The Maritime History of the Great Lakes
"Six Ships": Schooner Days XXV (25)
Publication:
Toronto Telegram (Toronto, ON), 29 Aug 1931


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"SIX SHIPS"
Schooner Days XXV (25).

"Six Ships Vernon" was the nickname of that British Vice-Admiral of the Blue who invented grog; and who boasted, and made good his boast that, given half a dozen vessels he would beat the Spaniards out of Porto Bello.

Peace hath her victories no less renowned than war. Also her heroes. “Six Ships Macdonald” might have been the epithet of this Goderich mariner as well as his epitaph. His six commands in life are mentioned on his tombstone. But he lived and died plain Captain John.


ALARM

ANNIE AGNES

EXPLORER

FLORENCE

JOHN G. KOLFAGE

AZOV


These are the six sailers, large and small, of which Capt. John Macdonald, of Goderich, was master.

The list commences with the yacht Alarm, unknown to Toronto yachtsmen of this century, but remembered by those of last. She was once owned by Messrs Hagarty and Grasett — who were also shareholders in many Toronto trading schooners in the brave days of old.

The Alarm was built at Goderich in 1875 for the late M. P. Hayes, Seaforth lumber merchant and shipowner. John Macdonald, sailor in Hayes lumber carriers, was also sailing master in Mr Hayes' yacht. Goderich still remembers how he fitted her out and took her to Detroit, with a crew of Goderich boys — all old men now, if alive — and cleaned up the American champion. John Macdonald went with the Alarm when she migrated to Lake Ontario.

It was Lt.-Col. H J. Grasett, secretary of the Royal Canadian Yacht Club and later Chief Constable of Toronto, who, with Messrs. Anderson and Fiskin, bought the Alarm. She had been schooner rigged. They changed her to a yawl. They also lengthened her, and refitted her handsomely throughout. Heeled to a certain angle, in smooth water the Alarm would develop sudden bursts which amazed beholders. She created a sensation once by leading the whole fleet in a cruising race to Niagara, when all the betting had been on how much she would be behind the next-last boat in.


The Alarm was not long lived. She was sold and broken up in the 80s. But long before that John Macdonald had left her. Saving his money and, watching his chance he returned to Goderich, building the fish boat Annie Agnes, one of the old-time mackinaws, and naming her after his wife. A little thing, and sweet — and his own Second in the granite scroll above his grave in Goderich now.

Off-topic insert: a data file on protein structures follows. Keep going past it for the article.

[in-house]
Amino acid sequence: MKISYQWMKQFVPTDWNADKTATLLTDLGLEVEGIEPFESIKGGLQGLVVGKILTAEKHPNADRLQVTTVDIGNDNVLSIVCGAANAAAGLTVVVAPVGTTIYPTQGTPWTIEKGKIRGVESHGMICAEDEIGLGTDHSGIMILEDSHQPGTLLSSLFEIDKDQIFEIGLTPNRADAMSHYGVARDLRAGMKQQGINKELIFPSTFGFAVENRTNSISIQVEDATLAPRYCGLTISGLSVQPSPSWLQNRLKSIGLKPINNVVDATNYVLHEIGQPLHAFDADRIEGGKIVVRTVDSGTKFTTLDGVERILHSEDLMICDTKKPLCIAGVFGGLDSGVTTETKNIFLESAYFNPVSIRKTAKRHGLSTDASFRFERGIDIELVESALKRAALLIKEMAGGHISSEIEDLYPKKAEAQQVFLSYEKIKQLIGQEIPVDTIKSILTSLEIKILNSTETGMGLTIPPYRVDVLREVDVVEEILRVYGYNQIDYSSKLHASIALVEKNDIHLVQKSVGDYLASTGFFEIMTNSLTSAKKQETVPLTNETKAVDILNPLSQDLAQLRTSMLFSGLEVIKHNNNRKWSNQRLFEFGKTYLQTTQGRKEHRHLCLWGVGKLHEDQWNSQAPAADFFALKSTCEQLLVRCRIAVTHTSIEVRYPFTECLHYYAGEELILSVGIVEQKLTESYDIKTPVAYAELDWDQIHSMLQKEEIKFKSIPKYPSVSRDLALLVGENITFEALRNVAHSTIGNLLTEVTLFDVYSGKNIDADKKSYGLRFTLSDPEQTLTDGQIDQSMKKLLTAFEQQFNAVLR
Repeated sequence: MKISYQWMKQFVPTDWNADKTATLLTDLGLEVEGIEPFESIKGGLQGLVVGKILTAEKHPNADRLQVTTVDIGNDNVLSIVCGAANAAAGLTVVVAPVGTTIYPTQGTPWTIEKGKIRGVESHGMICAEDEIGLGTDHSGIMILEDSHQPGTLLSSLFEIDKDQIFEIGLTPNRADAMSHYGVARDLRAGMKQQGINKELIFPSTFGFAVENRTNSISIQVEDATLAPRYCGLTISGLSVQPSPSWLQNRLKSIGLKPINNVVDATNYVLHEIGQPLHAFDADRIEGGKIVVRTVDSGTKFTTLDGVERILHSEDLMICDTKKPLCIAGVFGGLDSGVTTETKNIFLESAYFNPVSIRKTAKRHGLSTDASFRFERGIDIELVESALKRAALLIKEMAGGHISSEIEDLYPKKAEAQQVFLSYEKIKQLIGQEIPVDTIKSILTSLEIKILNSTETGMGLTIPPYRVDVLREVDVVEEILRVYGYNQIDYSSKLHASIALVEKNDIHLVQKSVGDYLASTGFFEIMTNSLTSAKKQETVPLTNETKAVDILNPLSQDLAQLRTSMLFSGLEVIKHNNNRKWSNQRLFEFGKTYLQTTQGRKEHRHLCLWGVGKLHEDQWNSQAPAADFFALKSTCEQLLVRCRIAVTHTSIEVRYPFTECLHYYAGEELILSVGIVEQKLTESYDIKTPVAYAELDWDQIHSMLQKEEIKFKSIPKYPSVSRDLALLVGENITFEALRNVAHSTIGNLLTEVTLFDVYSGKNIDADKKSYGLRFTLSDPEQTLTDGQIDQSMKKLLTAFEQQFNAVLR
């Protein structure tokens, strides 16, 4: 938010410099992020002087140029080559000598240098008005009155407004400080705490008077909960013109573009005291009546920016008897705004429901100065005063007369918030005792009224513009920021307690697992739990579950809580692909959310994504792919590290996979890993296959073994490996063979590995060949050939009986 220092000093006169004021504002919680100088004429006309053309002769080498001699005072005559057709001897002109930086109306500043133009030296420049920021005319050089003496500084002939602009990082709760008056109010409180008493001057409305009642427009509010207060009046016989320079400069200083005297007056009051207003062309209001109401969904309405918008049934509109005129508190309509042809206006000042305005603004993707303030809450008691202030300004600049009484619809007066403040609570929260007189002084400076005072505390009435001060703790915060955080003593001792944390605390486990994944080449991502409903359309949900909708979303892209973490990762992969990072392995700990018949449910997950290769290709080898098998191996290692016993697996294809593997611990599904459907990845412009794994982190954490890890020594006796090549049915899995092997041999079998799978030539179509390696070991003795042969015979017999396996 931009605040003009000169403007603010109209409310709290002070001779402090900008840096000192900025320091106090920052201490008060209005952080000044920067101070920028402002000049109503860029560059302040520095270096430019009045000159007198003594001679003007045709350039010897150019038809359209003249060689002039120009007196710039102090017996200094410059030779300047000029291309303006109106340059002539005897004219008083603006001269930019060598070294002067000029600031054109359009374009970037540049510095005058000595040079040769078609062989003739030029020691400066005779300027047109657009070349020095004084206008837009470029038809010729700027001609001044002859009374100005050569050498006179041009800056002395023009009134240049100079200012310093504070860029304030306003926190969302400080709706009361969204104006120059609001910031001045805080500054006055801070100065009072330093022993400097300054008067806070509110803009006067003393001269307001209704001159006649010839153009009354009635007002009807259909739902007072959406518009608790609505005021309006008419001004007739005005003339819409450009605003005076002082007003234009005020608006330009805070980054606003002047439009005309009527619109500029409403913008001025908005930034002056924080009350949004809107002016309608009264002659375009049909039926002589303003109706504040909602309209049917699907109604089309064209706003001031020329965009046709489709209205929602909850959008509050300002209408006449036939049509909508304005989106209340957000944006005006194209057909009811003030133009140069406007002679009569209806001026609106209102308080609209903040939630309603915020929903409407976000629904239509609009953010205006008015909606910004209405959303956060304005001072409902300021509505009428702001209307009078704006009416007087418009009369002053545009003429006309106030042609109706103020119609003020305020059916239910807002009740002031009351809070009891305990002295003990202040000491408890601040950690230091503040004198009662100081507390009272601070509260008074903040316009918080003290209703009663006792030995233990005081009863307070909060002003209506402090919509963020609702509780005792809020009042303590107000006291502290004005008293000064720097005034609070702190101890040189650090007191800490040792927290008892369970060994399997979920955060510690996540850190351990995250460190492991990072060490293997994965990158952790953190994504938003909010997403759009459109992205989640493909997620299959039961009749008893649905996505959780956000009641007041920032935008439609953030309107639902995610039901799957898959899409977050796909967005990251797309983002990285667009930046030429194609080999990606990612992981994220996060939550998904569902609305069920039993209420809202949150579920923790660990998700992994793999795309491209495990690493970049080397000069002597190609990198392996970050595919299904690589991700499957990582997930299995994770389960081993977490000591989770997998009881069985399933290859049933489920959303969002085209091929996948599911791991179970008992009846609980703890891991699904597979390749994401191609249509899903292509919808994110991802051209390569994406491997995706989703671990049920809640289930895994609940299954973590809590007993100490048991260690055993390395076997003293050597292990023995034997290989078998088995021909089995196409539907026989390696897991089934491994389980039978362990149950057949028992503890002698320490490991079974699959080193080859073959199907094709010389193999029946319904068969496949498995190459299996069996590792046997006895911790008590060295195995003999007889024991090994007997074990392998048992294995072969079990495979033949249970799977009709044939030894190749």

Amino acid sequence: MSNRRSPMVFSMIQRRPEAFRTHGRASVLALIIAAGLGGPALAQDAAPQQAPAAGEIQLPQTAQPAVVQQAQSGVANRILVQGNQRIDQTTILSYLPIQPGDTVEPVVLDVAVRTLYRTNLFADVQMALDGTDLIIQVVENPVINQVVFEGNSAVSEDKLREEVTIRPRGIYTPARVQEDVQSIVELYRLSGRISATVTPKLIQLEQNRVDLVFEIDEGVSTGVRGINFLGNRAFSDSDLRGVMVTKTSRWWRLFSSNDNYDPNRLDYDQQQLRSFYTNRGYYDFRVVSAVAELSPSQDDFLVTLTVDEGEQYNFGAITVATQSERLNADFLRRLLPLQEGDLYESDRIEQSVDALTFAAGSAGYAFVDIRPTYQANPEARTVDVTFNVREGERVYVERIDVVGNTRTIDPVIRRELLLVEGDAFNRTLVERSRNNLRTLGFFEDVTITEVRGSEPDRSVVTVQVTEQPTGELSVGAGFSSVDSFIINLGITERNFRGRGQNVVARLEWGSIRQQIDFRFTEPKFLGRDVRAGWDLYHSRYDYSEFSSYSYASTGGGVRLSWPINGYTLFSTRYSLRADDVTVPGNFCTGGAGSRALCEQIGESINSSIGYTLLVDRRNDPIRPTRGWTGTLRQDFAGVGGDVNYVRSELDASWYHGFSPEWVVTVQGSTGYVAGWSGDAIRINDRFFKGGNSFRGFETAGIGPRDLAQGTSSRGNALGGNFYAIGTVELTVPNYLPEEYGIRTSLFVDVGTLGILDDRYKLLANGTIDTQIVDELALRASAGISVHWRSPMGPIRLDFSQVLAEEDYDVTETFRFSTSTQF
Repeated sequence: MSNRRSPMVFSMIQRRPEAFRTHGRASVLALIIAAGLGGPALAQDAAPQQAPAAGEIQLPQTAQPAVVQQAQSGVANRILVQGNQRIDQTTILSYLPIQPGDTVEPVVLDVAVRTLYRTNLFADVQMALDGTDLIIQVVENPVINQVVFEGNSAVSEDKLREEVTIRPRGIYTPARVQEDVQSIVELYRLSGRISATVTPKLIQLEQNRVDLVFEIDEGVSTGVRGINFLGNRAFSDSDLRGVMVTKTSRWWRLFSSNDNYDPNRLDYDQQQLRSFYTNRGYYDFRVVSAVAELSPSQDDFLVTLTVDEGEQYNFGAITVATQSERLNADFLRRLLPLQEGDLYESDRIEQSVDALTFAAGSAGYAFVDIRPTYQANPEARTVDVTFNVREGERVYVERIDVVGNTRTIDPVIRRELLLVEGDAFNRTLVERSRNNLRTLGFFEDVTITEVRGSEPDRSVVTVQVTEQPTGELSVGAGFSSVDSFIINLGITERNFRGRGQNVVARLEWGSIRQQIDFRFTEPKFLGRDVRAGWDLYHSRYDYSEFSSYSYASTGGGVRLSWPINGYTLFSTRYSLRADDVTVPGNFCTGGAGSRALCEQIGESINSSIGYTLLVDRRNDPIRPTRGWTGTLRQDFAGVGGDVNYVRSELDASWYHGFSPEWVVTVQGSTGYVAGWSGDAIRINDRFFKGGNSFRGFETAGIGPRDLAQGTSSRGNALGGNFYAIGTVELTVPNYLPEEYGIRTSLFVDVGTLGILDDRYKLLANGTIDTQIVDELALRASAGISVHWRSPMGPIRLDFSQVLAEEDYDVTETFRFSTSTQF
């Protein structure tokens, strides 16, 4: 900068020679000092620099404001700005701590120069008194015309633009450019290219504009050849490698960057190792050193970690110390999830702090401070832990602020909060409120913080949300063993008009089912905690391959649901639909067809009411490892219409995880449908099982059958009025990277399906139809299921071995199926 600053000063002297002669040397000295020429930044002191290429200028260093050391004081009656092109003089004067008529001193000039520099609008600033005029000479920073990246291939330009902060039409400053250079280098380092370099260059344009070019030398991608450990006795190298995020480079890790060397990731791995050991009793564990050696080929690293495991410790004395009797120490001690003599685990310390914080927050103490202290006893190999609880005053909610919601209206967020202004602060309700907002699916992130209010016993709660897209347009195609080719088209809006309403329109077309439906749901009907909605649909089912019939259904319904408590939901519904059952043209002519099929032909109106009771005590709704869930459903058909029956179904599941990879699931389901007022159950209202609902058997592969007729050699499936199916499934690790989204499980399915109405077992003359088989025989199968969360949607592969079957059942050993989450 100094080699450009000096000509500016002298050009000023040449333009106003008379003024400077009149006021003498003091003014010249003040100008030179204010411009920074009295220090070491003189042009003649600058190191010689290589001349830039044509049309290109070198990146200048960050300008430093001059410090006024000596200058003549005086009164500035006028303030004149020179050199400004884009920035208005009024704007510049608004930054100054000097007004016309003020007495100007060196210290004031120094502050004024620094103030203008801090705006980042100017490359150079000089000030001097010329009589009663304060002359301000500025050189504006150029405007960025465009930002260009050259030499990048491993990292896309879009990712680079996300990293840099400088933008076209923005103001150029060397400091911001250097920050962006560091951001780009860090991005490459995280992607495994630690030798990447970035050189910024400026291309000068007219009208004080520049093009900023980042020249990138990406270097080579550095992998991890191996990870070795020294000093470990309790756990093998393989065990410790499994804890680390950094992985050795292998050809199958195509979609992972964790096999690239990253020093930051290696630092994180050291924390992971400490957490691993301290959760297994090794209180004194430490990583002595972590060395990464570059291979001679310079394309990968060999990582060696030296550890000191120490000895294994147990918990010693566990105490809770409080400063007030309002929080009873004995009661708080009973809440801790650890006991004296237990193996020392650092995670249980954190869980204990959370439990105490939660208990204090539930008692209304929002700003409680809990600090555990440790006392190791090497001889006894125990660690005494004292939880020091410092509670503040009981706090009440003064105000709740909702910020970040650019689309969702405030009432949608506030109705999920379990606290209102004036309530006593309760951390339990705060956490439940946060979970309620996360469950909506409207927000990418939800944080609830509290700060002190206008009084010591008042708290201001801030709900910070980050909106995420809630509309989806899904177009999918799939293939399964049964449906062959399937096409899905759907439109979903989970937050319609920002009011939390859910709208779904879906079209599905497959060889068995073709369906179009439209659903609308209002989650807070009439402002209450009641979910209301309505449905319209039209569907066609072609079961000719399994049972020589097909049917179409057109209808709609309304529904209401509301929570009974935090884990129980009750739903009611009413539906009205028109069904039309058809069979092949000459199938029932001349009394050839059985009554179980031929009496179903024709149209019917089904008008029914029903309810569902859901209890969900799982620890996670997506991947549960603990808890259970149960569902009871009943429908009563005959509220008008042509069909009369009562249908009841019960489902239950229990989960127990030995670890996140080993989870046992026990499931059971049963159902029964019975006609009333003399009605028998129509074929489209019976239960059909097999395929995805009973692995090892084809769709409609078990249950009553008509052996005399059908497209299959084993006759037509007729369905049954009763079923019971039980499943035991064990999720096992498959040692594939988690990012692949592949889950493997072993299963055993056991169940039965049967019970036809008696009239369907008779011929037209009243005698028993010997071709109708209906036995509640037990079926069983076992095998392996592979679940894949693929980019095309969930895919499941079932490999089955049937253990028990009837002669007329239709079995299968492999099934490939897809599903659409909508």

From the open fish boat he stepped to the quarterdeck of the hundred ton schooner Explorer, at the time when she was owned by the late Judge Lewis, of Goderich. She killed two crews one off Tobermory and one on the Greenock Shoals, Stokes Bay. Her story is luridly tangled with suspicions of scuttling, switched cargoes, and drowned men. It is hard to get, it straight, at this distance, fifty years afterwards. One tale is that she was reported lost on Shingle Shoals by her master, but was afterwards found on the Greenock Shoal with spars above water and her crew frozen in the rigging. She was supposed to have a valuable cargo of whiskey; but when Harry Jex, the Port Huron diver, bought the wreck two years later and went to salvage it he was said to have found nothing but railroad iron—and what looked like augur holes in her bottom.

That is one version. Another is that when she capsized off the Tubs of Tobermory and drowned her crew her then owner—who was not, of course, the late Judge Lewis—was suspected of having had her loaded with a false cargo and to have scuttled her for the insurance. But the poor man was found drowned himself—according to one story in her cabin, according to another in the lake—so that should clear him.

All these legends cannot be true, for they are self-contradictory. If anyone can give the “true inwardness” it would be very welcome.


It seems to be established, however, that the Explorer drowned two crews, one perishing on board of her. when she rolled over, the other dying of exposure in her rigging when she stranded in an autumn gale.

Capt Macdonald was the Explorer's master in between her two tragedies. He had good luck with her. So much so that he was given command of the Florence, a full canal-sized “brig" (brigantine) with double topsail and topgallantsail She had been built in Kingston or Port Burwell, and was owned by M. P. Hayes, who had owned the Alarm. He was twelve years in the Florence altogether.